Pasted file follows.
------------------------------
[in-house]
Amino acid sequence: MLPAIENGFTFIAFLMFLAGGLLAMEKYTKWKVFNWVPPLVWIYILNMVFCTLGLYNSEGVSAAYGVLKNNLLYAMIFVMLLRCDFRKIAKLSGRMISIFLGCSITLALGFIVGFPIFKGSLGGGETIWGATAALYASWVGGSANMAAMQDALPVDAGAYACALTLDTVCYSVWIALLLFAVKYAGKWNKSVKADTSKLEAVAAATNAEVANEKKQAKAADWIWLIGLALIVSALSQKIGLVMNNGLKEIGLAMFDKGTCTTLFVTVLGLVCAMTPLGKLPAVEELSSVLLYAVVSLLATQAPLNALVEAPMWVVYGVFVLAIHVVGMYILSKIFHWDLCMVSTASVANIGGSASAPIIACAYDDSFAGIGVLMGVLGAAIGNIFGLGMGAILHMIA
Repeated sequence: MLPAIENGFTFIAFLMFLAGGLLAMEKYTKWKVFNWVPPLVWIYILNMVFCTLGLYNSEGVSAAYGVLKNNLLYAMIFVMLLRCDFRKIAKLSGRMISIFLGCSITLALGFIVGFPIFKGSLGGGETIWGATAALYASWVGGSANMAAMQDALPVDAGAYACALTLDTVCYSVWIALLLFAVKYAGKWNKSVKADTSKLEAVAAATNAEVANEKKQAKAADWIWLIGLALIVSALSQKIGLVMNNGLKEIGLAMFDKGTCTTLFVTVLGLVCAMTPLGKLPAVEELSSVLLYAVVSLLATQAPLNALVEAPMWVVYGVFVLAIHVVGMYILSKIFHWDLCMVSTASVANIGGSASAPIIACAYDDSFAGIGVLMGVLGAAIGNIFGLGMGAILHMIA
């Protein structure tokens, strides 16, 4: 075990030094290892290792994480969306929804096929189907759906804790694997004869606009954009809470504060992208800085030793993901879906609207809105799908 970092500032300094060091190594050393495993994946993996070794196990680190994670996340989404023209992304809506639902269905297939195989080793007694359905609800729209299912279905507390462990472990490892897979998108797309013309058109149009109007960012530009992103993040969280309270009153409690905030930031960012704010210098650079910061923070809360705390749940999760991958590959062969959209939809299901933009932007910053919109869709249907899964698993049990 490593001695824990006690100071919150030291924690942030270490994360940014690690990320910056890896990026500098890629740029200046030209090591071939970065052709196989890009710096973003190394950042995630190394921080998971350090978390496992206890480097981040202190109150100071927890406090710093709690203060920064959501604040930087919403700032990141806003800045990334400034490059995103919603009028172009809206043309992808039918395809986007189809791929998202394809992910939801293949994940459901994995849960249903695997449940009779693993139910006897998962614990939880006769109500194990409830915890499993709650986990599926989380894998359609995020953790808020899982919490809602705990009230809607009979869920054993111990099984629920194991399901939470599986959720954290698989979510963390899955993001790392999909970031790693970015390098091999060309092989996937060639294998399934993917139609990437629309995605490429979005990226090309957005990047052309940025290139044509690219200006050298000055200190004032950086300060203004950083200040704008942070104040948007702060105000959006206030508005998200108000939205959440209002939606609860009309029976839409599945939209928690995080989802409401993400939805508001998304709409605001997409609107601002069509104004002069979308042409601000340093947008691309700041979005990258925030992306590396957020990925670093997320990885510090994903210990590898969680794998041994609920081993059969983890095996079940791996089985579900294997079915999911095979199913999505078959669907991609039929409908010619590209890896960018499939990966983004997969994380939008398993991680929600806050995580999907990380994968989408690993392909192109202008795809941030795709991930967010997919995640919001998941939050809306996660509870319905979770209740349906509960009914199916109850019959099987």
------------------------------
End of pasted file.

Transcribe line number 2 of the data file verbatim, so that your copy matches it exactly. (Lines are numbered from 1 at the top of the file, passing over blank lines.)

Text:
Amino acid sequence: MLPAIENGFTFIAFLMFLAGGLLAMEKYTKWKVFNWVPPLVWIYILNMVFCTLGLYNSEGVSAAYGVLKNNLLYAMIFVMLLRCDFRKIAKLSGRMISIFLGCSITLALGFIVGFPIFKGSLGGGETIWGATAALYASWVGGSANMAAMQDALPVDAGAYACALTLDTVCYSVWIALLLFAVKYAGKWNKSVKADTSKLEAVAAATNAEVANEKKQAKAADWIWLIGLALIVSALSQKIGLVMNNGLKEIGLAMFDKGTCTTLFVTVLGLVCAMTPLGKLPAVEELSSVLLYAVVSLLATQAPLNALVEAPMWVVYGVFVLAIHVVGMYILSKIFHWDLCMVSTASVANIGGSASAPIIACAYDDSFAGIGVLMGVLGAAIGNIFGLGMGAILHMIA